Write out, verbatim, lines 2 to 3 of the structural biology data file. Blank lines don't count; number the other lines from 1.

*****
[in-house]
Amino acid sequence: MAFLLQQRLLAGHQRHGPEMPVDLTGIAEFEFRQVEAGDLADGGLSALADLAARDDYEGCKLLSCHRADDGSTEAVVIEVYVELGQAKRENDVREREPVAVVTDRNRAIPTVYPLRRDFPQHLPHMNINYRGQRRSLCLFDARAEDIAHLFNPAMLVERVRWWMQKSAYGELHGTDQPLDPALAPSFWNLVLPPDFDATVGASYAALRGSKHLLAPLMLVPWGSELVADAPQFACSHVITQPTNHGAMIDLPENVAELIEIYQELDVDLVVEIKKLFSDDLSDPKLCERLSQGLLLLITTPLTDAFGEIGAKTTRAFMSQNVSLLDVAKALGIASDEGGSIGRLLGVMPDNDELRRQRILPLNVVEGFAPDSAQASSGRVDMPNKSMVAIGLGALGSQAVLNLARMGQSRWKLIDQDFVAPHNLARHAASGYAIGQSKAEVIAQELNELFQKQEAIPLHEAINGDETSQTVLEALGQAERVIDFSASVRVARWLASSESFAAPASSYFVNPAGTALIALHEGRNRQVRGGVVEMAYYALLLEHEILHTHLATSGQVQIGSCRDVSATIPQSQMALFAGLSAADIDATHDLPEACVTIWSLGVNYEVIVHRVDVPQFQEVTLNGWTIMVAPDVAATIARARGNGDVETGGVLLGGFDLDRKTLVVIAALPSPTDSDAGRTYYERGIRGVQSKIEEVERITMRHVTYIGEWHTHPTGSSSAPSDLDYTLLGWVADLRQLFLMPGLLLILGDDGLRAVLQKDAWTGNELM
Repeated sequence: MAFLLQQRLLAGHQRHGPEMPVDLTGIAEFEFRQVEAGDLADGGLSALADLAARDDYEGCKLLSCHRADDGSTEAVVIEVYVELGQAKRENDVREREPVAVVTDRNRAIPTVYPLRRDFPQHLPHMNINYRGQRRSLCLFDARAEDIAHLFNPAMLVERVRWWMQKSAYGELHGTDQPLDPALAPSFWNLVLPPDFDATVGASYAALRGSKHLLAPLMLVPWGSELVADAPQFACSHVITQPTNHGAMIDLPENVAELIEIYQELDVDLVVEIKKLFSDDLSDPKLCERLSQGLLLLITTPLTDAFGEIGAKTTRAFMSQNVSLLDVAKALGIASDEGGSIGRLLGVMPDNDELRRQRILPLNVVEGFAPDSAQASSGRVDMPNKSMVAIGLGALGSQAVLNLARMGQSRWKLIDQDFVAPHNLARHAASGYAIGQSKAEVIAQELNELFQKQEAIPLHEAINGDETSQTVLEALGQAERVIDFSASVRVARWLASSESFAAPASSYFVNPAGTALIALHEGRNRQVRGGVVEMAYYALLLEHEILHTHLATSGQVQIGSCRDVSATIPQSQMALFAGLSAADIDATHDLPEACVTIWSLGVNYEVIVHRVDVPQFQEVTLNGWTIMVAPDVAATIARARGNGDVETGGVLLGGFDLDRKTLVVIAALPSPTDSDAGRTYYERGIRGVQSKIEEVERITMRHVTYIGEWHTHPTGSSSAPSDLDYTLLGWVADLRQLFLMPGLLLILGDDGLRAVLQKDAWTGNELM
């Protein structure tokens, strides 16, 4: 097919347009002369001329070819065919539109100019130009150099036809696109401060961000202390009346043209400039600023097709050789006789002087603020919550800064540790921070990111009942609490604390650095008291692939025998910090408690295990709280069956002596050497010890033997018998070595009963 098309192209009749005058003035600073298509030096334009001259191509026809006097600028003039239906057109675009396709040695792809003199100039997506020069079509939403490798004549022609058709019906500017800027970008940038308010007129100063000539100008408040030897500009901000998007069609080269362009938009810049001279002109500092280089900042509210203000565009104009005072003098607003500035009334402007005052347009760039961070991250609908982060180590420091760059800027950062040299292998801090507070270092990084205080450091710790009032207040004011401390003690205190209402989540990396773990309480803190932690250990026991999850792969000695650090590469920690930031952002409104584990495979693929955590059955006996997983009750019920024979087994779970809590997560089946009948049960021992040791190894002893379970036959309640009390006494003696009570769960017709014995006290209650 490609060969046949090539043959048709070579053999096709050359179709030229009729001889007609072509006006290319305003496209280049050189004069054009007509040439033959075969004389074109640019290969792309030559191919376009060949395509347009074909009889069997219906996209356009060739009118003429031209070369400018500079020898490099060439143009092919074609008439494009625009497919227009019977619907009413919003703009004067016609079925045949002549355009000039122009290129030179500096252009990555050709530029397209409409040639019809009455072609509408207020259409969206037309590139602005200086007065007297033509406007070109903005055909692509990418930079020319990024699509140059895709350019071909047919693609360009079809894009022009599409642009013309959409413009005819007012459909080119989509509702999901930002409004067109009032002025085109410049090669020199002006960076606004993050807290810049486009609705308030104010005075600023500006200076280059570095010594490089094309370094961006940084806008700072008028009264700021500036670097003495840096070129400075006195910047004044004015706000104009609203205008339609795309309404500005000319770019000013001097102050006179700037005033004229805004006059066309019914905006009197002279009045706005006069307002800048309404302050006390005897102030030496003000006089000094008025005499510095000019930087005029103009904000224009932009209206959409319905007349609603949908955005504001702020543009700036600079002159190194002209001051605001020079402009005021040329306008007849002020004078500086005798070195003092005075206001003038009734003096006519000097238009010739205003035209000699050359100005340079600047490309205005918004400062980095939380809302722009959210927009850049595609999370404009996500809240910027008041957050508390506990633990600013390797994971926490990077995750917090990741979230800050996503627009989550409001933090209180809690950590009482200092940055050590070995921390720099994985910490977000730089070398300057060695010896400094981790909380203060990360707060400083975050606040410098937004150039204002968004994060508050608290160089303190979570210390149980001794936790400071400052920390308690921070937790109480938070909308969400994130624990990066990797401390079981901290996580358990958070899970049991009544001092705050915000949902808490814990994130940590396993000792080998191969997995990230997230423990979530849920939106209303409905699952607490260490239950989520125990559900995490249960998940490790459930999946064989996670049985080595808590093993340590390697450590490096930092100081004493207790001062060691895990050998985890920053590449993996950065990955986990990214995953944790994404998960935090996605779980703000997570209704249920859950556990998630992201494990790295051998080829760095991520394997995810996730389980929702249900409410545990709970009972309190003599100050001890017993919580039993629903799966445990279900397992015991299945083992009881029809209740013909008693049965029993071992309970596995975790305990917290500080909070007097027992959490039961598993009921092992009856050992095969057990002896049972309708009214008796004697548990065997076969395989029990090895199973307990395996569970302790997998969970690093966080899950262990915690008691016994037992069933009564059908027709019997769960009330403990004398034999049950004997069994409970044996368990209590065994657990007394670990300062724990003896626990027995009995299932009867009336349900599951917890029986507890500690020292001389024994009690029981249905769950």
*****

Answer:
Amino acid sequence: MAFLLQQRLLAGHQRHGPEMPVDLTGIAEFEFRQVEAGDLADGGLSALADLAARDDYEGCKLLSCHRADDGSTEAVVIEVYVELGQAKRENDVREREPVAVVTDRNRAIPTVYPLRRDFPQHLPHMNINYRGQRRSLCLFDARAEDIAHLFNPAMLVERVRWWMQKSAYGELHGTDQPLDPALAPSFWNLVLPPDFDATVGASYAALRGSKHLLAPLMLVPWGSELVADAPQFACSHVITQPTNHGAMIDLPENVAELIEIYQELDVDLVVEIKKLFSDDLSDPKLCERLSQGLLLLITTPLTDAFGEIGAKTTRAFMSQNVSLLDVAKALGIASDEGGSIGRLLGVMPDNDELRRQRILPLNVVEGFAPDSAQASSGRVDMPNKSMVAIGLGALGSQAVLNLARMGQSRWKLIDQDFVAPHNLARHAASGYAIGQSKAEVIAQELNELFQKQEAIPLHEAINGDETSQTVLEALGQAERVIDFSASVRVARWLASSESFAAPASSYFVNPAGTALIALHEGRNRQVRGGVVEMAYYALLLEHEILHTHLATSGQVQIGSCRDVSATIPQSQMALFAGLSAADIDATHDLPEACVTIWSLGVNYEVIVHRVDVPQFQEVTLNGWTIMVAPDVAATIARARGNGDVETGGVLLGGFDLDRKTLVVIAALPSPTDSDAGRTYYERGIRGVQSKIEEVERITMRHVTYIGEWHTHPTGSSSAPSDLDYTLLGWVADLRQLFLMPGLLLILGDDGLRAVLQKDAWTGNELM
Repeated sequence: MAFLLQQRLLAGHQRHGPEMPVDLTGIAEFEFRQVEAGDLADGGLSALADLAARDDYEGCKLLSCHRADDGSTEAVVIEVYVELGQAKRENDVREREPVAVVTDRNRAIPTVYPLRRDFPQHLPHMNINYRGQRRSLCLFDARAEDIAHLFNPAMLVERVRWWMQKSAYGELHGTDQPLDPALAPSFWNLVLPPDFDATVGASYAALRGSKHLLAPLMLVPWGSELVADAPQFACSHVITQPTNHGAMIDLPENVAELIEIYQELDVDLVVEIKKLFSDDLSDPKLCERLSQGLLLLITTPLTDAFGEIGAKTTRAFMSQNVSLLDVAKALGIASDEGGSIGRLLGVMPDNDELRRQRILPLNVVEGFAPDSAQASSGRVDMPNKSMVAIGLGALGSQAVLNLARMGQSRWKLIDQDFVAPHNLARHAASGYAIGQSKAEVIAQELNELFQKQEAIPLHEAINGDETSQTVLEALGQAERVIDFSASVRVARWLASSESFAAPASSYFVNPAGTALIALHEGRNRQVRGGVVEMAYYALLLEHEILHTHLATSGQVQIGSCRDVSATIPQSQMALFAGLSAADIDATHDLPEACVTIWSLGVNYEVIVHRVDVPQFQEVTLNGWTIMVAPDVAATIARARGNGDVETGGVLLGGFDLDRKTLVVIAALPSPTDSDAGRTYYERGIRGVQSKIEEVERITMRHVTYIGEWHTHPTGSSSAPSDLDYTLLGWVADLRQLFLMPGLLLILGDDGLRAVLQKDAWTGNELM